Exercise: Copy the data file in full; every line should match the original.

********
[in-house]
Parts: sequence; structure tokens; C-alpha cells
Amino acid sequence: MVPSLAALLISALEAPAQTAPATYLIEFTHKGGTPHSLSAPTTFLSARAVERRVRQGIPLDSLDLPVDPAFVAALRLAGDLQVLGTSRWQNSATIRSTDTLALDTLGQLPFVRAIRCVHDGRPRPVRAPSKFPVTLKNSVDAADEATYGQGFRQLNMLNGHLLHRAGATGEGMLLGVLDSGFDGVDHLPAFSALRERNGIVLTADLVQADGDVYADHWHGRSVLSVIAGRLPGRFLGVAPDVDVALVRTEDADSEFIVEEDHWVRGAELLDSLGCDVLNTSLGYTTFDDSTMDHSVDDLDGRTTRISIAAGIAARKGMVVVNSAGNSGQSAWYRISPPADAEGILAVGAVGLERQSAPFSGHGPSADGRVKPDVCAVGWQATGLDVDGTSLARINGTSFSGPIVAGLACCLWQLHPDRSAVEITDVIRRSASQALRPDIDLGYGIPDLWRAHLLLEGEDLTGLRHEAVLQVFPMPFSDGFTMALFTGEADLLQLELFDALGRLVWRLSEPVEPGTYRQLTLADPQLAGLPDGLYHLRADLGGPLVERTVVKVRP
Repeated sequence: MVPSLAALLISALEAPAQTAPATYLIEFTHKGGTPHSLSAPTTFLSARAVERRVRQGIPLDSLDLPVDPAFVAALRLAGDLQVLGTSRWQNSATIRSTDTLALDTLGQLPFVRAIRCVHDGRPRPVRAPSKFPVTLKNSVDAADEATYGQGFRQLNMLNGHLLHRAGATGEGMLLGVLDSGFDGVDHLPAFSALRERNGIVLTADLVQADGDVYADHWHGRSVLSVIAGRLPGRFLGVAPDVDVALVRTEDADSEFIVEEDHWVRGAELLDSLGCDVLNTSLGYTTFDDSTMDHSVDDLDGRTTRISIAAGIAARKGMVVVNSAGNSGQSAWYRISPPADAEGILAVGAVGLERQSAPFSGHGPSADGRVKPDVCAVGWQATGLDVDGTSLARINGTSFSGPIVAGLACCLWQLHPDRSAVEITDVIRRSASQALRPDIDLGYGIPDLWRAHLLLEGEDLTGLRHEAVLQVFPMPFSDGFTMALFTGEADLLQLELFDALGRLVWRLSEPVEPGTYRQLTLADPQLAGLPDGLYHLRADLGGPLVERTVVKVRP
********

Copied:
[in-house]
Parts: sequence; structure tokens; C-alpha cells
Amino acid sequence: MVPSLAALLISALEAPAQTAPATYLIEFTHKGGTPHSLSAPTTFLSARAVERRVRQGIPLDSLDLPVDPAFVAALRLAGDLQVLGTSRWQNSATIRSTDTLALDTLGQLPFVRAIRCVHDGRPRPVRAPSKFPVTLKNSVDAADEATYGQGFRQLNMLNGHLLHRAGATGEGMLLGVLDSGFDGVDHLPAFSALRERNGIVLTADLVQADGDVYADHWHGRSVLSVIAGRLPGRFLGVAPDVDVALVRTEDADSEFIVEEDHWVRGAELLDSLGCDVLNTSLGYTTFDDSTMDHSVDDLDGRTTRISIAAGIAARKGMVVVNSAGNSGQSAWYRISPPADAEGILAVGAVGLERQSAPFSGHGPSADGRVKPDVCAVGWQATGLDVDGTSLARINGTSFSGPIVAGLACCLWQLHPDRSAVEITDVIRRSASQALRPDIDLGYGIPDLWRAHLLLEGEDLTGLRHEAVLQVFPMPFSDGFTMALFTGEADLLQLELFDALGRLVWRLSEPVEPGTYRQLTLADPQLAGLPDGLYHLRADLGGPLVERTVVKVRP
Repeated sequence: MVPSLAALLISALEAPAQTAPATYLIEFTHKGGTPHSLSAPTTFLSARAVERRVRQGIPLDSLDLPVDPAFVAALRLAGDLQVLGTSRWQNSATIRSTDTLALDTLGQLPFVRAIRCVHDGRPRPVRAPSKFPVTLKNSVDAADEATYGQGFRQLNMLNGHLLHRAGATGEGMLLGVLDSGFDGVDHLPAFSALRERNGIVLTADLVQADGDVYADHWHGRSVLSVIAGRLPGRFLGVAPDVDVALVRTEDADSEFIVEEDHWVRGAELLDSLGCDVLNTSLGYTTFDDSTMDHSVDDLDGRTTRISIAAGIAARKGMVVVNSAGNSGQSAWYRISPPADAEGILAVGAVGLERQSAPFSGHGPSADGRVKPDVCAVGWQATGLDVDGTSLARINGTSFSGPIVAGLACCLWQLHPDRSAVEITDVIRRSASQALRPDIDLGYGIPDLWRAHLLLEGEDLTGLRHEAVLQVFPMPFSDGFTMALFTGEADLLQLELFDALGRLVWRLSEPVEPGTYRQLTLADPQLAGLPDGLYHLRADLGGPLVERTVVKVRP